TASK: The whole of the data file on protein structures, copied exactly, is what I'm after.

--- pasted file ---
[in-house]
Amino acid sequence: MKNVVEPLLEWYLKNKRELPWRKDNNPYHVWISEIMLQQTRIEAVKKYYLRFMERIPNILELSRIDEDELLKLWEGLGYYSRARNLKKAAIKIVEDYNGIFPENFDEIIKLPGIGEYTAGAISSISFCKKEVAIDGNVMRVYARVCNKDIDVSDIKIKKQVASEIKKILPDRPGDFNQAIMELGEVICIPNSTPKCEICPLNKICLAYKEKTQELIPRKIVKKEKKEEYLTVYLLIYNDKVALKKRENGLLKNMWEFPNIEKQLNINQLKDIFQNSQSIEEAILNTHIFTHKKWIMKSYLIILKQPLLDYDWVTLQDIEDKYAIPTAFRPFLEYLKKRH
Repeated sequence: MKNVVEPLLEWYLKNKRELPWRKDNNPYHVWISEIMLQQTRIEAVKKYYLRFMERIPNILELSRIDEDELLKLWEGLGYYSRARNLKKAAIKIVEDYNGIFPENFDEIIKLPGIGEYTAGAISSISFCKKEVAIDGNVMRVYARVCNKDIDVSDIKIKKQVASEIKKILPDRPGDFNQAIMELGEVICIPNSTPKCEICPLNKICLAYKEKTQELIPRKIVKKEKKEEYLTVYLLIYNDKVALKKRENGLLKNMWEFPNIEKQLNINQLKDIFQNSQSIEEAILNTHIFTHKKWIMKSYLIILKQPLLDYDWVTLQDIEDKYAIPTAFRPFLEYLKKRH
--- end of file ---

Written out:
[in-house]
Amino acid sequence: MKNVVEPLLEWYLKNKRELPWRKDNNPYHVWISEIMLQQTRIEAVKKYYLRFMERIPNILELSRIDEDELLKLWEGLGYYSRARNLKKAAIKIVEDYNGIFPENFDEIIKLPGIGEYTAGAISSISFCKKEVAIDGNVMRVYARVCNKDIDVSDIKIKKQVASEIKKILPDRPGDFNQAIMELGEVICIPNSTPKCEICPLNKICLAYKEKTQELIPRKIVKKEKKEEYLTVYLLIYNDKVALKKRENGLLKNMWEFPNIEKQLNINQLKDIFQNSQSIEEAILNTHIFTHKKWIMKSYLIILKQPLLDYDWVTLQDIEDKYAIPTAFRPFLEYLKKRH
Repeated sequence: MKNVVEPLLEWYLKNKRELPWRKDNNPYHVWISEIMLQQTRIEAVKKYYLRFMERIPNILELSRIDEDELLKLWEGLGYYSRARNLKKAAIKIVEDYNGIFPENFDEIIKLPGIGEYTAGAISSISFCKKEVAIDGNVMRVYARVCNKDIDVSDIKIKKQVASEIKKILPDRPGDFNQAIMELGEVICIPNSTPKCEICPLNKICLAYKEKTQELIPRKIVKKEKKEEYLTVYLLIYNDKVALKKRENGLLKNMWEFPNIEKQLNINQLKDIFQNSQSIEEAILNTHIFTHKKWIMKSYLIILKQPLLDYDWVTLQDIEDKYAIPTAFRPFLEYLKKRH